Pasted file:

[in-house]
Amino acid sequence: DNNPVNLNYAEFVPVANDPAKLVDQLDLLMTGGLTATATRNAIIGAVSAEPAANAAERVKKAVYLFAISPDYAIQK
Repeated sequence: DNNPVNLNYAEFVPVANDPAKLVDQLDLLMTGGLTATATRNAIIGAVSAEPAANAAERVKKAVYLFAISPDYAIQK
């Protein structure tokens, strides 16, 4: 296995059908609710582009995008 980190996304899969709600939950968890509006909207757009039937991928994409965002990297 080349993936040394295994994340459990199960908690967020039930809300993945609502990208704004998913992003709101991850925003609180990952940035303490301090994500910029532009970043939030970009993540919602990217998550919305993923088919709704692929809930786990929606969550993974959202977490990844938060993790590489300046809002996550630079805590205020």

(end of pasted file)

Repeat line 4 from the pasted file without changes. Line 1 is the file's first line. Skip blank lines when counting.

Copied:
């Protein structure tokens, strides 16, 4: 296995059908609710582009995008 980190996304899969709600939950968890509006909207757009039937991928994409965002990297 080349993936040394295994994340459990199960908690967020039930809300993945609502990208704004998913992003709101991850925003609180990952940035303490301090994500910029532009970043939030970009993540919602990217998550919305993923088919709704692929809930786990929606969550993974959202977490990844938060993790590489300046809002996550630079805590205020």